Facebook has refused to run an ad critical of founder Mark Zuckerberg's apparent support of the Keystone XL pipeline.
Zuckerberg is one of the co-founders of FWD.us, an organization pushing for immigration reform, which — according to the Center for American Progress — has been funding ads in support of TransCanada's contentious Keystone XL pipeline.
But when activist group CREDO Action tried to buy space on Facebook for an ad asking Zuckerberg to stop running the pro-Keystone commercials, Facebook said no.
The official reasoning for declining the ad was that it uses Facebook trademarks — i.e. Zuckerberg's face.
Facebook declines “ads that contain Mark’s image because — not surprisingly — in our experience those ads tend to be confusing for users, and frequently misleading," according to a statement from the company run by The Washington Post.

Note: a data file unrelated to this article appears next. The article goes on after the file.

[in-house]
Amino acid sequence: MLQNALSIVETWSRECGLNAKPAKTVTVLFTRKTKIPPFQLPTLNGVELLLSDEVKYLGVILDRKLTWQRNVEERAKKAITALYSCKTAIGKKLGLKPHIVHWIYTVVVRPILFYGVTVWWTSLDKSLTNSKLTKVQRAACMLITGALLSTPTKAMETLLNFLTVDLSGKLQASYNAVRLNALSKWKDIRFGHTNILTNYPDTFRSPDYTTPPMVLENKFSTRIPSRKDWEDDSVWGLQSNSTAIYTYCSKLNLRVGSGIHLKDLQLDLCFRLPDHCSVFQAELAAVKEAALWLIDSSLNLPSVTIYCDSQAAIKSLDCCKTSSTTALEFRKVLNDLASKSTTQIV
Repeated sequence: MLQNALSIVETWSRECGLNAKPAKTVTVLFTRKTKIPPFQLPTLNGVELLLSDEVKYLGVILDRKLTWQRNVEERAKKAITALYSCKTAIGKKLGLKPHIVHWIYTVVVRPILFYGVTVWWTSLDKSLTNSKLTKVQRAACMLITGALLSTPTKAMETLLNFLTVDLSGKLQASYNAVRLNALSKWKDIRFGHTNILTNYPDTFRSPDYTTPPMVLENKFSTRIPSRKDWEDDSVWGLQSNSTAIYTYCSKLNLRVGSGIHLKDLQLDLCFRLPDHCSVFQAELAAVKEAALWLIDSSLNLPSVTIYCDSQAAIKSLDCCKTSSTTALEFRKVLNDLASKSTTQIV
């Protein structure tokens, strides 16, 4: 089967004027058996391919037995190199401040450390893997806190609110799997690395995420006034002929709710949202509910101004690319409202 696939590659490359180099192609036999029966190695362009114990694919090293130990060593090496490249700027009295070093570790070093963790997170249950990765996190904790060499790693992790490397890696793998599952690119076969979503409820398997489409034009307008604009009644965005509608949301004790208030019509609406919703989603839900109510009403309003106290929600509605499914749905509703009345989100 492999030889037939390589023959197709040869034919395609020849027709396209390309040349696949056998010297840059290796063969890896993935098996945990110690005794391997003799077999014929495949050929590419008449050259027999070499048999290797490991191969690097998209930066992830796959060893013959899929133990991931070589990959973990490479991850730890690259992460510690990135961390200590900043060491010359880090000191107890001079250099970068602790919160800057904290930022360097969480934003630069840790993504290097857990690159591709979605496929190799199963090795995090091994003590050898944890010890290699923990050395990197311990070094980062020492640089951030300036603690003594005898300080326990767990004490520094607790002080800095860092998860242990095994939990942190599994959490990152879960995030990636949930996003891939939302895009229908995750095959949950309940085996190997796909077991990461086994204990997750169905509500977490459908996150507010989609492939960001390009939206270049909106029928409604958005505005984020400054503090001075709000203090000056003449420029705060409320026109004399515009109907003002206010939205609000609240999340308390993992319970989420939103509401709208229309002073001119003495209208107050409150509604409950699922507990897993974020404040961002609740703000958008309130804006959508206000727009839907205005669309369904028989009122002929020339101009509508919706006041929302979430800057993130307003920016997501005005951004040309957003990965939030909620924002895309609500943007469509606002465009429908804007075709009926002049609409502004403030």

"Users may click on the ad thinking it is a message from Mark or from Facebook, not understanding that they are actually in an advertisement seeking to take advantage of Mark’s image."
But the ad's purpose was to call out Zuckerberg's funding of pro-Keystone XL Pipeline ads. FWD.us pays for two subsidiary groups, one Republican and the other Democrat, who are pushing the group's objectives.
The Republican group, Americans For A Conservative Direction, made an ad in support of South Carolina Republican Senator Lindsey Graham, celebrating his support of the pipeline's construction. Their website contains little more than immigration reform information and the FWD-funded ad.
CREDO has criticized Facebook and Zuckerberg's political involvement in the past. The group protested outside Zuckerberg's home in February after he held a fundraiser for New Jersey Governor Chris Christie. Later, CREDO set up a Facebook ad campaign to oppose "how political Mark Zuckerberg has become,” according to Politico.